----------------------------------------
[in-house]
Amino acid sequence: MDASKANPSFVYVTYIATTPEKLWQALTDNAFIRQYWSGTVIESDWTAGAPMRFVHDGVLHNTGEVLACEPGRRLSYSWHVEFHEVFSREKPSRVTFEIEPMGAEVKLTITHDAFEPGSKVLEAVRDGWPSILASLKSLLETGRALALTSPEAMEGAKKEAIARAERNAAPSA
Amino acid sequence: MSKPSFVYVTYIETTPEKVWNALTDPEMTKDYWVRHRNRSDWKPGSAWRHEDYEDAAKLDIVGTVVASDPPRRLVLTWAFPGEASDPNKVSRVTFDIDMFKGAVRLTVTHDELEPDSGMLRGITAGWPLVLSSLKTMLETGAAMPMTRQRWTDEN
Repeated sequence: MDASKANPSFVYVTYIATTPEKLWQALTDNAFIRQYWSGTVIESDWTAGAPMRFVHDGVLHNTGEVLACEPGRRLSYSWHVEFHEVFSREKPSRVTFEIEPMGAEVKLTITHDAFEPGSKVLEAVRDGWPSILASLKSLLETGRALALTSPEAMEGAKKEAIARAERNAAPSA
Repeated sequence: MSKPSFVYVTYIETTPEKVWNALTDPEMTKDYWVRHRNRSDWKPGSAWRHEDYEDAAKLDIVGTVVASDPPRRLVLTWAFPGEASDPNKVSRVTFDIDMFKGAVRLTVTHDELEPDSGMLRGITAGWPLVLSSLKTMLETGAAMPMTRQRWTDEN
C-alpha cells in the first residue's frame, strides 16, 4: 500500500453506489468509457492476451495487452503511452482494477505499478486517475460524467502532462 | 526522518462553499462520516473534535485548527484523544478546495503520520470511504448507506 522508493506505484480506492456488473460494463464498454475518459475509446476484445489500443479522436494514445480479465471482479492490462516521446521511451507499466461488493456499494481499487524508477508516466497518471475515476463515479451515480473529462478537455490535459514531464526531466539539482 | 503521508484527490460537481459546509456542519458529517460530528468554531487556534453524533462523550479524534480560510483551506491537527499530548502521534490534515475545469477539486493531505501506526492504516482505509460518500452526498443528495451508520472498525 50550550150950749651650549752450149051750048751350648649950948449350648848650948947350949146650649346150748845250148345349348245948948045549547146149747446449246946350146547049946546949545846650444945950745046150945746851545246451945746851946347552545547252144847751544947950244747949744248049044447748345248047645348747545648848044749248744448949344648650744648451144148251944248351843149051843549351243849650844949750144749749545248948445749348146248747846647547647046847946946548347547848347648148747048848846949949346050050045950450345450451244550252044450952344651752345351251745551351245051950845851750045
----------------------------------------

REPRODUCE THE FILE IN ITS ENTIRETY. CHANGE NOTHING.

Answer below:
[in-house]
Amino acid sequence: MDASKANPSFVYVTYIATTPEKLWQALTDNAFIRQYWSGTVIESDWTAGAPMRFVHDGVLHNTGEVLACEPGRRLSYSWHVEFHEVFSREKPSRVTFEIEPMGAEVKLTITHDAFEPGSKVLEAVRDGWPSILASLKSLLETGRALALTSPEAMEGAKKEAIARAERNAAPSA
Amino acid sequence: MSKPSFVYVTYIETTPEKVWNALTDPEMTKDYWVRHRNRSDWKPGSAWRHEDYEDAAKLDIVGTVVASDPPRRLVLTWAFPGEASDPNKVSRVTFDIDMFKGAVRLTVTHDELEPDSGMLRGITAGWPLVLSSLKTMLETGAAMPMTRQRWTDEN
Repeated sequence: MDASKANPSFVYVTYIATTPEKLWQALTDNAFIRQYWSGTVIESDWTAGAPMRFVHDGVLHNTGEVLACEPGRRLSYSWHVEFHEVFSREKPSRVTFEIEPMGAEVKLTITHDAFEPGSKVLEAVRDGWPSILASLKSLLETGRALALTSPEAMEGAKKEAIARAERNAAPSA
Repeated sequence: MSKPSFVYVTYIETTPEKVWNALTDPEMTKDYWVRHRNRSDWKPGSAWRHEDYEDAAKLDIVGTVVASDPPRRLVLTWAFPGEASDPNKVSRVTFDIDMFKGAVRLTVTHDELEPDSGMLRGITAGWPLVLSSLKTMLETGAAMPMTRQRWTDEN
C-alpha cells in the first residue's frame, strides 16, 4: 500500500453506489468509457492476451495487452503511452482494477505499478486517475460524467502532462 | 526522518462553499462520516473534535485548527484523544478546495503520520470511504448507506 522508493506505484480506492456488473460494463464498454475518459475509446476484445489500443479522436494514445480479465471482479492490462516521446521511451507499466461488493456499494481499487524508477508516466497518471475515476463515479451515480473529462478537455490535459514531464526531466539539482 | 503521508484527490460537481459546509456542519458529517460530528468554531487556534453524533462523550479524534480560510483551506491537527499530548502521534490534515475545469477539486493531505501506526492504516482505509460518500452526498443528495451508520472498525 50550550150950749651650549752450149051750048751350648649950948449350648848650948947350949146650649346150748845250148345349348245948948045549547146149747446449246946350146547049946546949545846650444945950745046150945746851545246451945746851946347552545547252144847751544947950244747949744248049044447748345248047645348747545648848044749248744448949344648650744648451144148251944248351843149051843549351243849650844949750144749749545248948445749348146248747846647547647046847946946548347547848347648148747048848846949949346050050045950450345450451244550252044450952344651752345351251745551351245051950845851750045